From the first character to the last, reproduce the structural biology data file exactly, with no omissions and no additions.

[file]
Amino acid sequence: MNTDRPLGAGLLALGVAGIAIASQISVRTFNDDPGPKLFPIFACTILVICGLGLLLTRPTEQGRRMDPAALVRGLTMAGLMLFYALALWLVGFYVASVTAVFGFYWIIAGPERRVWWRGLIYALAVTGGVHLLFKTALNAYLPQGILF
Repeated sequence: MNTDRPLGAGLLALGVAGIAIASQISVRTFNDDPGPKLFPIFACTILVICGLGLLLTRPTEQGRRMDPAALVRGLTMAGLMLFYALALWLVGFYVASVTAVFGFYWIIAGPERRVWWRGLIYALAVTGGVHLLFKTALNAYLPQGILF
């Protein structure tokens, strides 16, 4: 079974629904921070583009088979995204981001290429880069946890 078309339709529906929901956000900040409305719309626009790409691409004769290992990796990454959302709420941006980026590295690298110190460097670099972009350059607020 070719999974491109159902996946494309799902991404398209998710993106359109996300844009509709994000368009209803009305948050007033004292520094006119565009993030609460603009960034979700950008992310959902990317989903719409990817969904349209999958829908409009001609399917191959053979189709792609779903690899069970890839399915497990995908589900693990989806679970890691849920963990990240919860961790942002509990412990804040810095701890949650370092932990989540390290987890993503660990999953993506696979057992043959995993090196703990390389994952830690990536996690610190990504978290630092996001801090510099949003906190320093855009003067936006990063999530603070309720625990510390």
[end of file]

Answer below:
Amino acid sequence: MNTDRPLGAGLLALGVAGIAIASQISVRTFNDDPGPKLFPIFACTILVICGLGLLLTRPTEQGRRMDPAALVRGLTMAGLMLFYALALWLVGFYVASVTAVFGFYWIIAGPERRVWWRGLIYALAVTGGVHLLFKTALNAYLPQGILF
Repeated sequence: MNTDRPLGAGLLALGVAGIAIASQISVRTFNDDPGPKLFPIFACTILVICGLGLLLTRPTEQGRRMDPAALVRGLTMAGLMLFYALALWLVGFYVASVTAVFGFYWIIAGPERRVWWRGLIYALAVTGGVHLLFKTALNAYLPQGILF
């Protein structure tokens, strides 16, 4: 079974629904921070583009088979995204981001290429880069946890 078309339709529906929901956000900040409305719309626009790409691409004769290992990796990454959302709420941006980026590295690298110190460097670099972009350059607020 070719999974491109159902996946494309799902991404398209998710993106359109996300844009509709994000368009209803009305948050007033004292520094006119565009993030609460603009960034979700950008992310959902990317989903719409990817969904349209999958829908409009001609399917191959053979189709792609779903690899069970890839399915497990995908589900693990989806679970890691849920963990990240919860961790942002509990412990804040810095701890949650370092932990989540390290987890993503660990999953993506696979057992043959995993090196703990390389994952830690990536996690610190990504978290630092996001801090510099949003906190320093855009003067936006990063999530603070309720625990510390």